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By G. Steven Bray
Recent studies have shown that 30% to 40% of prospective homebuyers think they need a 20% down payment to buy a home. The prevalence of this myth makes the results of a recent Freddie Mac study even more interesting.
Freddie’s researchers looked at lender-reported data to the Consumer Financial Protection Bureau on homebuyers’ sources for down payment funds. The data covers a period from 2013 to 2016.
The results show homebuyers still overwhelming rely on their own money with 70% reportedly using savings, retirement funds, or inheritance money for their down payment. However, this is 9 points lower than in 2013.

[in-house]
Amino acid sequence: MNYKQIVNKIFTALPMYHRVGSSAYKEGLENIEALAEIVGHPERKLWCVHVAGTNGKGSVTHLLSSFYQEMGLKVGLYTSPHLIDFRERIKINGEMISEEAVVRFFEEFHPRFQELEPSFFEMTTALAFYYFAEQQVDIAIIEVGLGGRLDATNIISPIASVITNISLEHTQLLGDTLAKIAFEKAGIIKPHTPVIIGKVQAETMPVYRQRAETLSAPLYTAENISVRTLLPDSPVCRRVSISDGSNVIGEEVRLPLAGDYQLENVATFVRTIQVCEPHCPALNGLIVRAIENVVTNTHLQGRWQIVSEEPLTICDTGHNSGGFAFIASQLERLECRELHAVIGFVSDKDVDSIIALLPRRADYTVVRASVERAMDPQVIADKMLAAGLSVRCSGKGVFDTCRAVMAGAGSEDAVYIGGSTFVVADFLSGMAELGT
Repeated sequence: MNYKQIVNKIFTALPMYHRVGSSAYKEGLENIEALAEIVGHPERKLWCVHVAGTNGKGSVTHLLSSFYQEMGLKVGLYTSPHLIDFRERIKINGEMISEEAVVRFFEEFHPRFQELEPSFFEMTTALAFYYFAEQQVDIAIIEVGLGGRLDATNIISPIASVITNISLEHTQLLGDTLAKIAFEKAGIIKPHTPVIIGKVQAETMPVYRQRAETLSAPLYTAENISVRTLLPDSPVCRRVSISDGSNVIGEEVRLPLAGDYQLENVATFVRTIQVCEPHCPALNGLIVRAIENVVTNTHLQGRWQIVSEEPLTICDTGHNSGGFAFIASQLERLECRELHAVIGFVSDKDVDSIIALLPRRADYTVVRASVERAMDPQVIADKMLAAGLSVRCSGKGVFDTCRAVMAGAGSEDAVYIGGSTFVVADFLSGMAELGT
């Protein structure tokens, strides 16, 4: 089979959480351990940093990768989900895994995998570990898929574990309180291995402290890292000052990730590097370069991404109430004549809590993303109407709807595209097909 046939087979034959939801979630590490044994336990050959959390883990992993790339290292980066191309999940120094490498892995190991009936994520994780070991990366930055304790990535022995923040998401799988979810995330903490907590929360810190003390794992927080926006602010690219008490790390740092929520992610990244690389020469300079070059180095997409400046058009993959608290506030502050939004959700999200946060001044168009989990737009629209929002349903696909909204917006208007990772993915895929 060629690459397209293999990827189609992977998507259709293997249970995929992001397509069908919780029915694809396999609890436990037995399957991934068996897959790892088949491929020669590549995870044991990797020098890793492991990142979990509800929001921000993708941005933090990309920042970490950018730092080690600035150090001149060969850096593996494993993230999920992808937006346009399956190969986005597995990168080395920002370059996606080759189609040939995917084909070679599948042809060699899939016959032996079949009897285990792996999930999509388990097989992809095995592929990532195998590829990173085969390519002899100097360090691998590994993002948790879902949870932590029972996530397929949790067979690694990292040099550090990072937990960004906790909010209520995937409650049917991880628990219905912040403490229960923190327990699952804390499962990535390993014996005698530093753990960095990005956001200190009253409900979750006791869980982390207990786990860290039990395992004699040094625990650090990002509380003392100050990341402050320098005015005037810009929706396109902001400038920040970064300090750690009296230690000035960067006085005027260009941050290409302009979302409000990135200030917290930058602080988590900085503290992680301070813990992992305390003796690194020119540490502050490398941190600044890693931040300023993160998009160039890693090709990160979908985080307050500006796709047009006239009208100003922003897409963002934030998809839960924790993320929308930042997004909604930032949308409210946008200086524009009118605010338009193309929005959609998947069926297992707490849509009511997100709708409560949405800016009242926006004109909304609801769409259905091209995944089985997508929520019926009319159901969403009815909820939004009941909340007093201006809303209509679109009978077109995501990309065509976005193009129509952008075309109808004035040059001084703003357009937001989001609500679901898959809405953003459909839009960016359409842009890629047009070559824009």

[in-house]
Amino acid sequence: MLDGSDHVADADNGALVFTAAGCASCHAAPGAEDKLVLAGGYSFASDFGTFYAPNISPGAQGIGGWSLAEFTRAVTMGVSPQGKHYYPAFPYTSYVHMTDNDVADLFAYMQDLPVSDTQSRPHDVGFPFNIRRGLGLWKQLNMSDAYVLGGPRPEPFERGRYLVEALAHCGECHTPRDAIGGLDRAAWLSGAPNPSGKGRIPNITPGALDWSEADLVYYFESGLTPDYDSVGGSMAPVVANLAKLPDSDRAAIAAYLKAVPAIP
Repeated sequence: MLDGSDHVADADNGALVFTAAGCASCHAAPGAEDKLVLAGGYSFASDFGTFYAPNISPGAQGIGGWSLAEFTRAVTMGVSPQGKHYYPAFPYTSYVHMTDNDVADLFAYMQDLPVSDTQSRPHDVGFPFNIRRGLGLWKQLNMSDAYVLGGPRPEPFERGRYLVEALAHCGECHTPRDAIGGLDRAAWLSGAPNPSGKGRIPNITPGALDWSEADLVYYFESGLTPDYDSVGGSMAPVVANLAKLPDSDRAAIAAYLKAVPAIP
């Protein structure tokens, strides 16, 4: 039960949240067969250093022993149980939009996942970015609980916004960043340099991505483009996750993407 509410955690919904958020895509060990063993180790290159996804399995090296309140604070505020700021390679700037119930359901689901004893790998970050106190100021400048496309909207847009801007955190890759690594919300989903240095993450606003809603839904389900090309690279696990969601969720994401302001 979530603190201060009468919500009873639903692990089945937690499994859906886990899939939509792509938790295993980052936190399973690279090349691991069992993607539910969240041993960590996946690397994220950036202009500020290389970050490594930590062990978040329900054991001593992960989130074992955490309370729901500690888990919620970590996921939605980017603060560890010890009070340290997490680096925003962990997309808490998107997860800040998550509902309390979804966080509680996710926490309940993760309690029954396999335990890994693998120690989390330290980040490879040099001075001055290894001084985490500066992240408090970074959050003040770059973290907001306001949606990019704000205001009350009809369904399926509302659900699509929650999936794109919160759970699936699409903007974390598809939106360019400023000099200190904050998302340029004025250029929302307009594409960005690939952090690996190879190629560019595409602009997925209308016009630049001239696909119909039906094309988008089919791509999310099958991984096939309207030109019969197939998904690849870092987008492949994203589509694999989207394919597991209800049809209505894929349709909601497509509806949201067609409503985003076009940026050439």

Repeat buyers were more common in 2016 with 31% reporting they used proceeds from the sale of another property. This is 8 points higher than in 2013.
The share who used money from family or friends remained constant at 25%, but the share using grants or loans from non-profit or government agencies doubled to 10%. (Note that some homebuyers used multiple sources of funds, so the total percentage doesn’t add up to 100.)
One interesting result of the study was the percentage of homebuyers who used a co-borrower to purchase a home. Typically, a buyer uses a co-borrower to afford a more expensive home than the buyer could afford alone. The share for first-time homebuyers with co-borrowers rose from just over 1% before the Great Recession to over 4% in 2015 and 3.2% last year.